Effect of Caffeine on Sprint and Vertical Jump Reaction Time in Male Collegiate Basketball Players

Student Author(s)

Joel Rietsema

Faculty Mentor(s)

Dr. Kevin Cole

Document Type


Event Date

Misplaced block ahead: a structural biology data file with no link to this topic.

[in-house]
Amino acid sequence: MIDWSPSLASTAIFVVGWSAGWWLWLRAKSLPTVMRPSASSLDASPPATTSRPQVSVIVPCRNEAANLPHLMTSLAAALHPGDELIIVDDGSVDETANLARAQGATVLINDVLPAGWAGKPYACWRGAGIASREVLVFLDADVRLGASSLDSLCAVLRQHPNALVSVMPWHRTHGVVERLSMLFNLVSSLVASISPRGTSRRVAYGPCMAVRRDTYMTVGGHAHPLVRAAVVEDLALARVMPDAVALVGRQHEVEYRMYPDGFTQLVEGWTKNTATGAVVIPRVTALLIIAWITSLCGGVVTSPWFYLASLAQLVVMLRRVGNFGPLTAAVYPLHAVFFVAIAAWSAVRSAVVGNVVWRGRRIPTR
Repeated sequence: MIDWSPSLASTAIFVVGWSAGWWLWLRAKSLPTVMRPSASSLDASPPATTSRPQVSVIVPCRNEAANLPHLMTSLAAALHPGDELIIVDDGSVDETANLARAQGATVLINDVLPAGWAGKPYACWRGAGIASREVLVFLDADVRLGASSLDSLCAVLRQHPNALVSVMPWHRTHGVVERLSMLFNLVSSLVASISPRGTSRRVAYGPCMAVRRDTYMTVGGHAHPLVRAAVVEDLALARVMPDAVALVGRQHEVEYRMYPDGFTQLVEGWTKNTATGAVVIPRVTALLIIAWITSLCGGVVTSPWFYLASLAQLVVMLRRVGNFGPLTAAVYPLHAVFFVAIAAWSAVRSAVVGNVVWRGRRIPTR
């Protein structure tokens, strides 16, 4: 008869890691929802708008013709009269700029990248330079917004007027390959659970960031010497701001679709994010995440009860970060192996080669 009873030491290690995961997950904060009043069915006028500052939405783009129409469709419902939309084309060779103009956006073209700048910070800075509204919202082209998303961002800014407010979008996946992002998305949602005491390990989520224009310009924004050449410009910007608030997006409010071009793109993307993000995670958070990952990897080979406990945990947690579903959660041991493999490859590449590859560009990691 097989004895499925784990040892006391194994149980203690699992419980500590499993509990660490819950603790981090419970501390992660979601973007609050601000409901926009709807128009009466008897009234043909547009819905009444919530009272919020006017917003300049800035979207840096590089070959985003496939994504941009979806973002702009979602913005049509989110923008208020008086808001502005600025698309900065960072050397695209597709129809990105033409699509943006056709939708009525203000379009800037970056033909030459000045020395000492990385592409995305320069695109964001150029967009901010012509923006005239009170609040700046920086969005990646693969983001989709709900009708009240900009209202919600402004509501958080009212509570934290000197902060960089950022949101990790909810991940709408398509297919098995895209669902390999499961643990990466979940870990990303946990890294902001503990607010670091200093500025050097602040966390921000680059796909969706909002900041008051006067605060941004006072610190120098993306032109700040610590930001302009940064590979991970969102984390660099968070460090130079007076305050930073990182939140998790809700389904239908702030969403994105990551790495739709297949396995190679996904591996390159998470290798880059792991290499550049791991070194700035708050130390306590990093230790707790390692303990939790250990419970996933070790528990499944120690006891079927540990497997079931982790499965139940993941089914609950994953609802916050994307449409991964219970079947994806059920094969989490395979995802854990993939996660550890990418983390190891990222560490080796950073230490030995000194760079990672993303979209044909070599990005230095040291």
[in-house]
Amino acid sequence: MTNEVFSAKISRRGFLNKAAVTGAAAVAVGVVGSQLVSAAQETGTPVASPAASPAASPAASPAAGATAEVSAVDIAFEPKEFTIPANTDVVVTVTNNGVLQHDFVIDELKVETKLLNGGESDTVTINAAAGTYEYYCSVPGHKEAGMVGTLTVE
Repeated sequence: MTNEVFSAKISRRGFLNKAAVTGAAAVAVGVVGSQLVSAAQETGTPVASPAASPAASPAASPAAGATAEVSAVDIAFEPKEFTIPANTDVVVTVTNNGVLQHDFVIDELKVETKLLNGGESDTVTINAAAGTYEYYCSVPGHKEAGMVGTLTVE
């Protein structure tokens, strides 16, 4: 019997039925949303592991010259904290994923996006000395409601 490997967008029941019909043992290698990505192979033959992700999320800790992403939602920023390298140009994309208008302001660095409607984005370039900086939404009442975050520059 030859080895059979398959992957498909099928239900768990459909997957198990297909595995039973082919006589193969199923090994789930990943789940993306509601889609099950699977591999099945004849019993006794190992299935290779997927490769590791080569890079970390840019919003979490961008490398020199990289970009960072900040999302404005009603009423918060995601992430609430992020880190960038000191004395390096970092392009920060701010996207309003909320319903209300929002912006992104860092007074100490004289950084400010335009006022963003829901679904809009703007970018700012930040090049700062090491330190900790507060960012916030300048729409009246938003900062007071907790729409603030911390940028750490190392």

Numerous studies have been conducted that link caffeine supplementation to improved reaction time. The purpose of this study was to investigate whether there was a difference in reaction time during sport-specific movement with supplementation of various dosages of caffeine. Over a period of three weeks, 11 male NCAA Division III basketball players participated in two tests: 1) Vertical jump and 2) 40 yard dash. The tests were administered on three separate testing days. Each participant was randomly assigned in a double blind fashion to one of three caffeine supplementation dosages (3mg/kg body weight, 6mg/kg body weight, or placebo) until they had completed testing days with each dosage. Their reaction time to movement after an auditory stimulus was measured, as well their 40 yard dash time and vertical jump height. Caffeine supplementation of the 3mg/kg body weight dosage resulted in a decreased reaction time to movement of 0.042s ± 0.019s when compared to the placebo group (p < 0.1). No other statistically significant relationship was found between dosage level of caffeine and reaction time or performance. Caffeine supplementation at relatively low dosages (approximately 3mg/kg body weight) can improve reaction time to begin movements requiring maximal speed sprinting.

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